1 Corinthians 13:1-7

So now faith, hope, and love abide, these three; but the greatest of these is love.

1 Corinthians 13:13

So the path to happiness is through love. Loving, warm, affectionate relationships .

So what does that have to do with venting anger?

The Problem with Venting Anger

So there’s been this pervasive idea for a long time now that venting our anger is healthy. After all, bottling it up will only result in us exploding eventually — that’s been the thinking from some. But is that how it really works? And what is our working definition of venting anger and frustration anyway?

If our definition of venting frustration and anger is to go out to the backyard and pound nails on a carpentry project, or to hit the gym, or mow the lawn, or whack golf balls, or go for a run, or to go for a walk, well then yes, venting is healthy. I would even say that type of venting is necessary.

But if our definition of venting is to unload our frustration and anger to another person, it turns out, the net result is a negative. Because emotions are contagious. And those negative complaining frustrated angry emotions, whether we realize it or not, are transferred to whoever’s within earshot.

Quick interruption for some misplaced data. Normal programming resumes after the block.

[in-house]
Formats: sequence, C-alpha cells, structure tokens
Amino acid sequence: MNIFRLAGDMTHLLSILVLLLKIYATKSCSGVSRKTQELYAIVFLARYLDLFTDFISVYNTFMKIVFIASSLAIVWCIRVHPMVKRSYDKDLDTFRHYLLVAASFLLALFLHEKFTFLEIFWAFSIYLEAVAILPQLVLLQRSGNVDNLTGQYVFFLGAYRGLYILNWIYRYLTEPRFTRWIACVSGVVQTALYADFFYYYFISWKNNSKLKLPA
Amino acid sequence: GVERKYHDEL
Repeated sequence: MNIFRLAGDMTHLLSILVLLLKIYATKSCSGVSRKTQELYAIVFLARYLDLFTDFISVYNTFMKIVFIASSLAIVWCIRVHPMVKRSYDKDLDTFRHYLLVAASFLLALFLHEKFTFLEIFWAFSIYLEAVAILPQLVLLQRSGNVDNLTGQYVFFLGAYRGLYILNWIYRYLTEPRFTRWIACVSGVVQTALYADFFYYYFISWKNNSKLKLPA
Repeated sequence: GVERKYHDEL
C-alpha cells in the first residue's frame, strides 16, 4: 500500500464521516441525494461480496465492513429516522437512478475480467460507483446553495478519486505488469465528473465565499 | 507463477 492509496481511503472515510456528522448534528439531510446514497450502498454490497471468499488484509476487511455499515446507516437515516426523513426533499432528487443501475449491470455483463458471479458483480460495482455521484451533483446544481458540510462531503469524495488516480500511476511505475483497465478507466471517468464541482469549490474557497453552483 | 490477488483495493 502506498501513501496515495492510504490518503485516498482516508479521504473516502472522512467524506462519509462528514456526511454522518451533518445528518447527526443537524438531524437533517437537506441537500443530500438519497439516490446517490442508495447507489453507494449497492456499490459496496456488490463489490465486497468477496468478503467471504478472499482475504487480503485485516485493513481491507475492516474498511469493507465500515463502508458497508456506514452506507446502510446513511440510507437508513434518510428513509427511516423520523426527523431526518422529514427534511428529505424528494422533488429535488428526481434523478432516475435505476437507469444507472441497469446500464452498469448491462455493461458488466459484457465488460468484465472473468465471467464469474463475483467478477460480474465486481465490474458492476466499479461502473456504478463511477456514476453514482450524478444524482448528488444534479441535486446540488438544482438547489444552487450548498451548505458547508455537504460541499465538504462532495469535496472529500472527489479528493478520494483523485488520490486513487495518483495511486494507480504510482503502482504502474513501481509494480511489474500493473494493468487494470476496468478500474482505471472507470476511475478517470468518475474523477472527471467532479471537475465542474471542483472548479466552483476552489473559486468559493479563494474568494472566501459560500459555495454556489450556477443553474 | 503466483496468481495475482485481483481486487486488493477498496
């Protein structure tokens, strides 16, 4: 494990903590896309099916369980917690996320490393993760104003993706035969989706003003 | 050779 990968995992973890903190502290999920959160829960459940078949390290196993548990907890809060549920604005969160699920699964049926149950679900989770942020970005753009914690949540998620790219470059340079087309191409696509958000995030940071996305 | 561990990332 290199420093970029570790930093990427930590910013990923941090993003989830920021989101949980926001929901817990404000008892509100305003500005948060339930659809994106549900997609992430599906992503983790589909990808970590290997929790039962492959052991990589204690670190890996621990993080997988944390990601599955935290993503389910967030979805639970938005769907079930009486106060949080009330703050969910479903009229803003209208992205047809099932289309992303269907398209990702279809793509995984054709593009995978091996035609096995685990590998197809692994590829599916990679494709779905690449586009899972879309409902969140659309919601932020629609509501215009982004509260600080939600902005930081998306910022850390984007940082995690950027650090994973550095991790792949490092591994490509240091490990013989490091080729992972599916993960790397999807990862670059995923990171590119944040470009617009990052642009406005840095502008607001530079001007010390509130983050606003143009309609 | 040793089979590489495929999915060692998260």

So the person listening is receiving emotion and energy that’s contrary to what we just read in 1 Corinthians 13.

A little of that kind of venting goes a long way. Any more than a small amount begins to damage the relationship, or, if the listener is enthusiastic and begins to contribute toward the negativity, the relationship can become an unhealthy one. Now we have two angry people instead of one.

As we see in the Bible, and as we saw from the directors of the Harvard longitudinal study, it’s loving warm affectionate relationships that make us happy. Venting our anger onto another person takes away from love and warmth and affection.

My observation has been that venting anger temporarily damages a relationship at best. And I’ve seen it kill relationships altogether at worst.